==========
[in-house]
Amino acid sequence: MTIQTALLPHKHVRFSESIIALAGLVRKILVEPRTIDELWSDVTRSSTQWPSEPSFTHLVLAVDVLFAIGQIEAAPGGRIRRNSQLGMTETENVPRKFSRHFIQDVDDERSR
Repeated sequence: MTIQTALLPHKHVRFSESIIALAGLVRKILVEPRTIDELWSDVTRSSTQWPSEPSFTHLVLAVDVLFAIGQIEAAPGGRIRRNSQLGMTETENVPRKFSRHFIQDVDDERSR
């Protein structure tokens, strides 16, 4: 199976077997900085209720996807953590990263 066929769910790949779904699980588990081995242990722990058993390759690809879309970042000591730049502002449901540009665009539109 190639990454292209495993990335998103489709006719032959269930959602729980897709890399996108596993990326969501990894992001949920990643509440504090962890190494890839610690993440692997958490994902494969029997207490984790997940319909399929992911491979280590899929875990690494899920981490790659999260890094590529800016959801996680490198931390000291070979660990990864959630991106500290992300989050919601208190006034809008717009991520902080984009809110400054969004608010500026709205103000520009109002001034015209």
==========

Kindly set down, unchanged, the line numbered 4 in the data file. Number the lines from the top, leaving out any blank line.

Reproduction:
């Protein structure tokens, strides 16, 4: 199976077997900085209720996807953590990263 066929769910790949779904699980588990081995242990722990058993390759690809879309970042000591730049502002449901540009665009539109 190639990454292209495993990335998103489709006719032959269930959602729980897709890399996108596993990326969501990894992001949920990643509440504090962890190494890839610690993440692997958490994902494969029997207490984790997940319909399929992911491979280590899929875990690494899920981490790659999260890094590529800016959801996680490198931390000291070979660990990864959630991106500290992300989050919601208190006034809008717009991520902080984009809110400054969004608010500026709205103000520009109002001034015209």